The city government seemingly has a zillion things to do, from maintaining roads to getting water to homes to operating parks and libraries. But nothing’s more crucial than police and fire protection.

So you might assume public safety — the city’s top priority — would be a big topic in the race for mayor. But it’s not. Liam Dillon reports, the candidates have “focused most of the campaign on issues where they’re unlikely to make a significant impact.”

• NBC 7 San Diego is hosting a live mayoral debate tonight and Scott Lewis will be among the questioners, along with NBC 7’s Mark Mullen, Gene Cubbison and Catherine Garcia.

While there have been quite a few debates, this one will feature a fact check online afterward with Dillon. It all starts at 6 p.m. on NBC 7 San Diego (Channel 7 and

Click here to watch the debate and the Fact Check.

• UTTV and the University of San Diego held a debate last night on the mayor’s role in education. Neither candidate supported having the mayor get control of governance for the San Diego Unified School District.

Hey, Big Spender?

A campaign ad tried to zing mayoral candidate Carl DeMaio where it hurts: in his reputation as a taxpayer advocate. It says: “DeMaio wants to cut government but spends more on his council office than anyone.”

Is the claim true? Nope, finds San Diego Fact Check. It’s false.

Arts Report: De-Vermin-ing, Orchestra Drama and More

The Arts Report, our weekly compilation of links to news about arts and culture, leads with the 1930s murals that we’ve told you about. The Mexican murals, which lived at a brewery in Barrio Logan, were saved from ruin in the 1980s but languished in storage for decades.

Now they’re getting ready for their re-debut. But there’s a hitch: termites had struck a decorated wooden bar. It got to go to Lloyd’s Pest Control and get a de-vermin-ing in a storage container. (No, there’s no sign that the meth makers from TV’s “Breaking Bad” were anywhere in the vicinity.)

Also in the Arts Report: news about the continuing labor fuss at Orchestra Nova (musicians got the bum’s rush at a cancelled performance), a La Jolla map aficionado and more.

See that Write-In Box? Ignore It

The ballot in the city of San Diego has a handy space where you can vote for a write-in candidate. Funny thing: you can’t do that. As we explained recently, write-in votes don’t count in the general election.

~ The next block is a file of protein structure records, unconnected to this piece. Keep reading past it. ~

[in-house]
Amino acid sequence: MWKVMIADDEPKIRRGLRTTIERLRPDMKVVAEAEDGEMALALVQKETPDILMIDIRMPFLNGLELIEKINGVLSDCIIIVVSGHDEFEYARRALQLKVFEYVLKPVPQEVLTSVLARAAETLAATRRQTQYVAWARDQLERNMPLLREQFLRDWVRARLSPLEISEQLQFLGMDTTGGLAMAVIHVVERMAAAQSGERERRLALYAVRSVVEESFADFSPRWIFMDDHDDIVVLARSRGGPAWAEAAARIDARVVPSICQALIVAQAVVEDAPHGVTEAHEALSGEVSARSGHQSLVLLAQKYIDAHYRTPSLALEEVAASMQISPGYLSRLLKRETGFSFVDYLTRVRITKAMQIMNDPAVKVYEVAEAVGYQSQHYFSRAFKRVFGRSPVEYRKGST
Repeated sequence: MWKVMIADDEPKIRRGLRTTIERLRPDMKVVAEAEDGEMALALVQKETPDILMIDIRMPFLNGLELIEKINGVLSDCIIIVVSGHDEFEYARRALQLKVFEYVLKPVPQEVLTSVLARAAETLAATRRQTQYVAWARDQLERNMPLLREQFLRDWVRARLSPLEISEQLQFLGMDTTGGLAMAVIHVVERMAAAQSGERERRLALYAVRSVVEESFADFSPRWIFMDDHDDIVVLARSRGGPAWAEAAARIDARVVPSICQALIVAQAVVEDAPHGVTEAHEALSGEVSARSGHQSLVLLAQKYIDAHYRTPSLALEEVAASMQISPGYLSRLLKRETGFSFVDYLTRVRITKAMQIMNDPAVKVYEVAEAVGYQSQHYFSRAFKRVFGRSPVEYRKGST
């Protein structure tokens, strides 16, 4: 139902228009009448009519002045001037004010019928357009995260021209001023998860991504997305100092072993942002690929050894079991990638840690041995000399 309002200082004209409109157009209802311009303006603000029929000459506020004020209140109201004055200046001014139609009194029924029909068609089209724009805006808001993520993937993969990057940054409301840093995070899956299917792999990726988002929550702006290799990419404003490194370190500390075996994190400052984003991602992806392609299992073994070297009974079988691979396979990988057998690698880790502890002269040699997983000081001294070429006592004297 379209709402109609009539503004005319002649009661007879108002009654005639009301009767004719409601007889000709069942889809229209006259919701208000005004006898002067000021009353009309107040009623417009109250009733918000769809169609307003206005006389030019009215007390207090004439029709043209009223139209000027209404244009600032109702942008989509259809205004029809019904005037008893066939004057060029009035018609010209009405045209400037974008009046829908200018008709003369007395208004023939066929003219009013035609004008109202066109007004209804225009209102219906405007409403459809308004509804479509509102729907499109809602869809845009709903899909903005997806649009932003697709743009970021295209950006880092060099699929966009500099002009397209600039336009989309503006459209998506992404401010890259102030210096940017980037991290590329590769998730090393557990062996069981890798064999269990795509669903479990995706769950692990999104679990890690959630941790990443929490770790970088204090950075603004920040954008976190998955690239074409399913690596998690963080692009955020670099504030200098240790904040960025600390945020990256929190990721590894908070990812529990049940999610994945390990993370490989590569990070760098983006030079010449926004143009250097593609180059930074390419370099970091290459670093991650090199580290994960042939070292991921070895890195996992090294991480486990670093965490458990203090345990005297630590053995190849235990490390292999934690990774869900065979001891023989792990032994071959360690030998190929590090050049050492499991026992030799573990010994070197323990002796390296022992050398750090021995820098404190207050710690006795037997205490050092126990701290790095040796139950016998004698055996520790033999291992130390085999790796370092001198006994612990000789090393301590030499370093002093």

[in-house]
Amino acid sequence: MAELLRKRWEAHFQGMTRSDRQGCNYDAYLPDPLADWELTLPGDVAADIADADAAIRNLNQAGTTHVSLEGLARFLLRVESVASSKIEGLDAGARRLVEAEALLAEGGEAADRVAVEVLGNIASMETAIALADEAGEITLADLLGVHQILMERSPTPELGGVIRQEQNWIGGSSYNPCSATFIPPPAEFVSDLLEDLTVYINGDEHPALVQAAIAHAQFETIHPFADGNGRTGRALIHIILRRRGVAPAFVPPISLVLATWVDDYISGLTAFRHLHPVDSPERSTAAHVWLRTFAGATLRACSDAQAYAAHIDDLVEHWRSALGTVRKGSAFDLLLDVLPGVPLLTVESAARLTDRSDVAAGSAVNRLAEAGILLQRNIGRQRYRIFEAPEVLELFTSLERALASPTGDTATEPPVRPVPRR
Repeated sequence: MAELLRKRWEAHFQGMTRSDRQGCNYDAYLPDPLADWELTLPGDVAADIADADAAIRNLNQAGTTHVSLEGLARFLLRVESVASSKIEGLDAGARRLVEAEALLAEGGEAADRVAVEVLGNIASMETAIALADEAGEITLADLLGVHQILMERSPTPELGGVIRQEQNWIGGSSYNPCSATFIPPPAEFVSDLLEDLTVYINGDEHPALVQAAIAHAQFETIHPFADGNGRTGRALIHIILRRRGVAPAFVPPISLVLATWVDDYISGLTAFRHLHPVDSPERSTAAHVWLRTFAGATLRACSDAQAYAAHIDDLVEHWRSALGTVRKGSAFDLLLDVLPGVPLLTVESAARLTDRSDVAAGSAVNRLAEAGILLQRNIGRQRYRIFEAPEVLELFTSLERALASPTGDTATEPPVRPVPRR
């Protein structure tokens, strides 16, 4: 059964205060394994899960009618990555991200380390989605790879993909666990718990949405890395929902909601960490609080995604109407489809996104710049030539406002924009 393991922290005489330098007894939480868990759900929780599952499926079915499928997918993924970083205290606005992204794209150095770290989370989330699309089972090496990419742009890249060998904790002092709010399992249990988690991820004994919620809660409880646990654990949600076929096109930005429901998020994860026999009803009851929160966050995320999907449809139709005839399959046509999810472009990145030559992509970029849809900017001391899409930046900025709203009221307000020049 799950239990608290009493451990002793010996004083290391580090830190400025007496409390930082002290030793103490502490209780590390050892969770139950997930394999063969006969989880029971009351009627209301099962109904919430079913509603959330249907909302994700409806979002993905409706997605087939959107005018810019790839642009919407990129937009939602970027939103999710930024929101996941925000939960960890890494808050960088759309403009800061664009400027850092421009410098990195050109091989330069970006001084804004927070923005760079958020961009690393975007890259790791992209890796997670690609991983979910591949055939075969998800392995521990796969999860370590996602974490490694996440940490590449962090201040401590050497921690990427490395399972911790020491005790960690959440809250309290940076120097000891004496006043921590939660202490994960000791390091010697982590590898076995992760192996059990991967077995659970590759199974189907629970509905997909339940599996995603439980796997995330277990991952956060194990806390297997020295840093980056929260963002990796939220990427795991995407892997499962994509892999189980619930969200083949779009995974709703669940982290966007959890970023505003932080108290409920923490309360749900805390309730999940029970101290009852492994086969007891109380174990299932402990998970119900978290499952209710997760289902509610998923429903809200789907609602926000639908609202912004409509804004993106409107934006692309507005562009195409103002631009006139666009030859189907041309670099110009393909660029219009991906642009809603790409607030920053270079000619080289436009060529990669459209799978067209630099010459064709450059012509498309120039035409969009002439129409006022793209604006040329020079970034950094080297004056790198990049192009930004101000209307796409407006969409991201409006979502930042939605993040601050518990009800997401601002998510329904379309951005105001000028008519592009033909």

The space is on the ballot by mistake, KPBS reports. The ballots won’t be reprinted.

Letters: More and More U-T Cancellations

We have letters about the benefits of school bond funding and the reasons to support DeMaio for mayor.

As the U-T Turns

• The U-T publisher said the other day that he’s interested in buying the company that owns the LA Times. Never mind, says the CEO.

• Newspapers and online media across the country distributed a recent AP story about the U-T’s brash new owners. While it’s a story locals knew well, we did learn one thing: Publisher Doug Manchester financially supported a recent film “2016: Obama’s America” that got a lot of play in the newspaper. CityBeat asked and, it turns out, the U-T editors didn’t know about Manchester’s involvement. 

A new U-T story says the movie — produced, in part, by a local conservative author — has spawned several lawsuits.

Quick News Hits

• Our Comments of the Week feature highlights the thoughts of our readers about funding for schools, gas prices, Balboa Park and the Chargers stadium search.

• “A former assistant career services dean at the Thomas Jefferson Law School has filed a declaration in a class action against the institution in which she acknowledges padding graduate employment statistics in 2006,” writes the National Law Journal. Hat tip to the Reader for finding the story.

• Governor Brown endorsed Rep. Bob Filner for mayor. (KPBS)  And Bill Clinton stumped for Scott Peters in the 52nd Congressional District race, but he didn’t come to the district.

• The messy borrowing scheme in Poway was approved by the school board, but the issue has cropped up in the City Council race. U-T columnist Logan Jenkins, who’s been bouncing around North County for decades, says the borrowing deal has spawned “the most effective negative campaign I’ve ever seen in North County.”

• Irwin Jacobs, the local billionaire and philanthropist, is the second-leading donor to groups supporting President Obama, having given more than $2 million. (AP)

• Thanks to changes in field dimensions, the baseball park downtown is going to become a lot friendlier to hitters and those who like a higher-scoring game.

“When a ball is crushed, it should be a home run. That didn’t happen… particularly on balls hit toward right-center and left-center,” the team CEO tells the U-T.

Right-center and left-center? Do moderates even exist anymore? Oh sorry, thought we were still talking about politics there for a minute.   

Please contact Randy Dotinga directly at and follow him on Twitter:

Randy Dotinga

Randy Dotinga is a freelance contributor to Voice of San Diego. Please contact him directly at

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